Brazil, China, India, and Indonesia finally stopped relying on World Bank and other grants and loans that always came with numerous restrictions. Instead, they began financing and building their own projects. Today, they are not about to stop constructing new coal-fired power plants; nor are responsible developed countries going to tear down coal or gas generating plants or abandon fossil fuel-powered vehicles.

China and India are building four new coal-fired power plants every month because, without coal, their industry and economy would grind to a halt, and their people would revolt. Coal accounts for some 75 percent of China’s industrial fuel use, 76 percent of its electricity generation, 80% of civil and commercial energy, and 60 percnet of chemical feedstocks, analysts Lee Geng and Michael Economides have pointed out. [2]

Both countries’ power plants are increasingly cleaner; new plants are gradually replacing older, dirtier ones; and old plants are being retrofitted with modern pollution controls. Worldwide, well over 2,000 new coal-fired generating plants are under construction or in advanced planning stages, the bulk of them in Asia, but many in Europe.

Africa and other poor regions should adopt the same approach – and assert their fundamental human rights to generate electricity by building the power plants they need. They should seek investors who want to build power plants, or will do so as part of arrangements to open mines, seaports, and other facilities.

Electricity is needed to run these facilities; investors can simply be required to construct more generating capacity than they need to operate them, as part of the contractual arrangement for licenses and permits.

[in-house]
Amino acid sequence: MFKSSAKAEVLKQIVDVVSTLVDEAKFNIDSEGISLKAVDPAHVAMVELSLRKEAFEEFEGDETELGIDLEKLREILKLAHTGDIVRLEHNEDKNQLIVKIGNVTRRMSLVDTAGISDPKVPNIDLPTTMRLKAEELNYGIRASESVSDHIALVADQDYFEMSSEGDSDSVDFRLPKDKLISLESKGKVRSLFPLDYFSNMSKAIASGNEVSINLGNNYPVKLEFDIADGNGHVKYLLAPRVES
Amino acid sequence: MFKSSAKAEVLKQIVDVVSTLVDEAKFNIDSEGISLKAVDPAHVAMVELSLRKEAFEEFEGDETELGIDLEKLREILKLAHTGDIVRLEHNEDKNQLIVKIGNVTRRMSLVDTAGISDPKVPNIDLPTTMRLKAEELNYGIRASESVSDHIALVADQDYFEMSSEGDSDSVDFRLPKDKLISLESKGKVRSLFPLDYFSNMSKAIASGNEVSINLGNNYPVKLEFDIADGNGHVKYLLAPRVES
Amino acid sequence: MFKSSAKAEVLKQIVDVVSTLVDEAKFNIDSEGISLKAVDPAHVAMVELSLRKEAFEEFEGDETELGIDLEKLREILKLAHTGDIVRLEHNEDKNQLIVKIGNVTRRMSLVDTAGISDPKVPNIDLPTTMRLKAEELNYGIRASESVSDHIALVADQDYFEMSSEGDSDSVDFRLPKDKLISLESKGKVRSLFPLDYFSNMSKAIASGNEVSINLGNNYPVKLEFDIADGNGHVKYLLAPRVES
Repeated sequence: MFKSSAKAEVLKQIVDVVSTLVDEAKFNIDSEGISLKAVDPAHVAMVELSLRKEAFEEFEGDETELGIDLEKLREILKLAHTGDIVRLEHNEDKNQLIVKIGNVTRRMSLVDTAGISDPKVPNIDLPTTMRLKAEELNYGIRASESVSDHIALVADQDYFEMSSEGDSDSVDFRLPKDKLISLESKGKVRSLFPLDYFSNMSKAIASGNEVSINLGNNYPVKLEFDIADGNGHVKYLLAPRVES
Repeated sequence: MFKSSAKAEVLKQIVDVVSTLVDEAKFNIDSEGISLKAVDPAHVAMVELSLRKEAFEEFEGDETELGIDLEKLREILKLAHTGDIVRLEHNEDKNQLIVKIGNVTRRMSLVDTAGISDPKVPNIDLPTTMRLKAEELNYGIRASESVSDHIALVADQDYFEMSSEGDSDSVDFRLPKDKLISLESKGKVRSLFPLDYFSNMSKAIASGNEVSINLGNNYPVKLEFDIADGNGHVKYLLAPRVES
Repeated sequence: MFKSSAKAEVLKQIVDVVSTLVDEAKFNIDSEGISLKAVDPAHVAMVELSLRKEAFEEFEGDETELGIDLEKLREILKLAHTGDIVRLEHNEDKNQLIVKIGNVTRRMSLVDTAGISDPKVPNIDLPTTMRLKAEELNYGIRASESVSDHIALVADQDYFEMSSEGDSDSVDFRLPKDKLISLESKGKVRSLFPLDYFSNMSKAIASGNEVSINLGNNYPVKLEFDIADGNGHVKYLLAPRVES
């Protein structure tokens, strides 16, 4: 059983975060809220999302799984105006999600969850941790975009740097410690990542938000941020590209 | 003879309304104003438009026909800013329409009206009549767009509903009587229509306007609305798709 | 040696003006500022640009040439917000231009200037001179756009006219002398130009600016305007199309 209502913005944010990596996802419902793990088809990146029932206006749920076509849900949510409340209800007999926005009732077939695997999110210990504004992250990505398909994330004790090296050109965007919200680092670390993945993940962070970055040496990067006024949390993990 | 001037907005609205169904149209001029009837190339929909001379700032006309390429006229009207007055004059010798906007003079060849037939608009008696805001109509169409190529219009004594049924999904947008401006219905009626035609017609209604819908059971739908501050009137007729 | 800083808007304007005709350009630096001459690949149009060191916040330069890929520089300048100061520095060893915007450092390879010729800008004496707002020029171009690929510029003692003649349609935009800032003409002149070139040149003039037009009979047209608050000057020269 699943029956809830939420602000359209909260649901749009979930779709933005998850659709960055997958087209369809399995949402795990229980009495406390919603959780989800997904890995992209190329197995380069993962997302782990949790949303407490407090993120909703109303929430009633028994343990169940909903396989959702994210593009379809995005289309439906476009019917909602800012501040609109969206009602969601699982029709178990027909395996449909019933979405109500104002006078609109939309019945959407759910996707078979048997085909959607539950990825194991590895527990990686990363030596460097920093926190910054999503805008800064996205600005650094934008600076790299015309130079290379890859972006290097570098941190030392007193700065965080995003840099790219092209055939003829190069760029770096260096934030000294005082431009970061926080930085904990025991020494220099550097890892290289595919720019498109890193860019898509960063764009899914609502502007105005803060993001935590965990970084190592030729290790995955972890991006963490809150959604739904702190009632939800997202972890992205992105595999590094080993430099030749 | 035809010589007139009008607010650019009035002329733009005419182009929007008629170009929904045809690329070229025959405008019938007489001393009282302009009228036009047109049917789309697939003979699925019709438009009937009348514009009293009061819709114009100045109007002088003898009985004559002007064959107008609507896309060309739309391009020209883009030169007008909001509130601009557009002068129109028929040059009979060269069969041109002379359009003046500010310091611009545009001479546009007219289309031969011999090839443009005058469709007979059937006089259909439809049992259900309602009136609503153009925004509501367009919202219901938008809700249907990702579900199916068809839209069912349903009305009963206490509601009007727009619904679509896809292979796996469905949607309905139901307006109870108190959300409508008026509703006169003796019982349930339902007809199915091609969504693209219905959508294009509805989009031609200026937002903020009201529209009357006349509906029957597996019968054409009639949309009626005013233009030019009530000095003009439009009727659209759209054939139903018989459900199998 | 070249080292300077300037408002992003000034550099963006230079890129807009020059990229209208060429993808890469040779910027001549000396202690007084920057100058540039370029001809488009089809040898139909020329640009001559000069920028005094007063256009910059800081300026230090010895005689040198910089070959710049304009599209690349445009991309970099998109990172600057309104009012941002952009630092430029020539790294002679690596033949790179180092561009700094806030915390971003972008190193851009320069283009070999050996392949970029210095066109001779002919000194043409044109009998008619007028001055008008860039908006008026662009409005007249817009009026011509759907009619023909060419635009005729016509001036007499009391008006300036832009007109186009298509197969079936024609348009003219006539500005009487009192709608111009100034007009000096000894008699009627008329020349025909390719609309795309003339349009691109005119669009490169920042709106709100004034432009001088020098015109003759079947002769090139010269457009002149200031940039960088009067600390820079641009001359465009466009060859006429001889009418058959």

“If abundant, affordable, clean energy and water were readily available to everyone, all the other problems would become much easier to solve,” Nobel Laureate Richard Smalley once observed. Of course, “clean” does not have to mean totally non-polluting, non-carbon dioxide emitting, or even built with “best available” or “maximum achievable” control technologies found on many U.S. and European power plants and factories.

Modern coal-fired power plants are far cleaner than their predecessors. [3] But even older, dirtier units are infinitely cleaner than open fires that provide pitiful amounts of polluting, deadly energy for the barest necessities. Gas-fired plants are cleaner still, as are modern nuclear and hydroelectric facilities.

First- generation power plants can fuel economic booms that finance the installation of steadily improving pollution controls over time. And the more electricity there is, the more jobs are created, and the more electricity, basic necessities, and modern conveniences people can afford.